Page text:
Photographer Balks at Missing Artist Credit

     MANHATTAN (CN) – Famed light sculptor Ivan Navarro stole credit for photos of his work – which currently sells for up to $400,000 a pop, his former friend claims in federal court.
     Rodrigo Pereda, a Brooklyn-based photographer, says he started snapping images of Navarro’s work in the 1990s when the two struck up a friendship while living in Chili.
     Pereda, whose photos of sculptures and other works of art have allegedly appeared in The New York Times Magazine, Modern Painters and V Magazine, had the same deal with Navarro that he did with nearly all his clients, according to the complaint. This deal grants Pereda artistic control and credit “as the exclusive copyright holder and creator of the photographs produced,” Pereda says, adding that the artists can use the images in their portfolios or on their websites.
     Use by galleries, art fairs, dealers or publications allegedly requires a separate license and a separate fee. “Mr. Pereda and Mr. Navarro had a clear understanding about the terms governing the production of these photographs,” according to the complaint.
     Pereda says he first discovered in 2009 that Navarro “had authorized third parties to publish Mr. Pereda’s copyrighted photographs as fine art prints, in books and magazines, and on the Internet and in newspapers, all without Mr. Pared’s consent.” By this time, the sculptor’s star had allegedly risen significantly since the two first made their deal.
     In one instance, for a book titled Ivan Navarro: The Threshold, Navarro forged Pereda’s signature authorizing the use of his images, according to the suit. In others, he simply removed Pereda’s name, often giving himself credit for the photo, Pereda says.
     This was the case on a full page spread of a Pereda photo featured in the January 2012 issue of ART News, which bore the credit: “courtesy of the artist and Paul Kasmin Gallery,” according to the complaint.
     Paul Kasmin Gallery, Navarro’s New York art dealer, also faces claims of having used Pereda’s images without credit. It is named as a defendant along with Navarro.
     Adding insult to injury, Pereda says Navarro refuses to return his negatives, which had been left in the sculptor’s care because of the two men’s “long-standing close working relationship.”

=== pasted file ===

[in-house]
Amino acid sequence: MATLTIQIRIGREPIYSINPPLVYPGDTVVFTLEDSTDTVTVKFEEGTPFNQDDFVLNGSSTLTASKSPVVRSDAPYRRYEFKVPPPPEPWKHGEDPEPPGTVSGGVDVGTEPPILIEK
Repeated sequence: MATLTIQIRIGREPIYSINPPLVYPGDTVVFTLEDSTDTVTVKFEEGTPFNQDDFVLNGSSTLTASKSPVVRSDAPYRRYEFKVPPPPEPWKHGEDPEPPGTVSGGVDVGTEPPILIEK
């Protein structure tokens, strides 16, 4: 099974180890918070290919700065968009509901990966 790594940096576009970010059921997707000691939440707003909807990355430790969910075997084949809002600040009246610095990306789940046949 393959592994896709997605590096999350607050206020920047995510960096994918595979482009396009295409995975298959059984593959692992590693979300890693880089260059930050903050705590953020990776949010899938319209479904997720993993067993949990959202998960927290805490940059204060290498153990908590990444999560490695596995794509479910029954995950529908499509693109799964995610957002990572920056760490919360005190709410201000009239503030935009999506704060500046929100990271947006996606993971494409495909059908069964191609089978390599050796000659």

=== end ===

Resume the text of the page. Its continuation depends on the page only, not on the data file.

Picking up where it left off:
Navarro had accepted the negatives along with some photography equipment in 2008 while Pereda was searching for permanent studio space, the complaint says. Pereda says he and Navarro had an understanding that the items would not be “provided to anyone other than Mr. Pereda” and that “Mr. Pereda could retrieve the negatives and equipment whenever he so desired.”
     Navarro’s actions have both deprived Pereda of his licensing fee and damaged his career, since Navarro’s whose work is “now highly sought after by collectors, including well-known art collector Charles Saatchi,” and has been featured in galleries and museums around the world as well as numerous magazines and books, according to the complaint.
     “Unfortunately, as Mr. Navarro’s career has risen, he has failed to abide by his duties and respect Mr. Pereda’s rights, and has taken advantage of Mr. Pereda’s friendship,” the complaint states.
     Pereda says he confronted Navarro, leading the sculptor in 2010 to “affirm[] in writing – through his counsel – that he would make no further use of the photographs.” Navarro and the gallery, however, have not abided by this promise, according to the complaint.
     Pereda seeks statutory damages of $150,000 for each of three claims of copyright infringement, or the actual damages he has suffered in addition to profits made by Navarro and Paul Kasmin Gallery. He is also claiming replevin, breach of bailment, breach of fiduciary duty and conversion. The photographer is represented by Lynn Bayard at Paul, Weiss, Rifkind, Wharton & Garrison.

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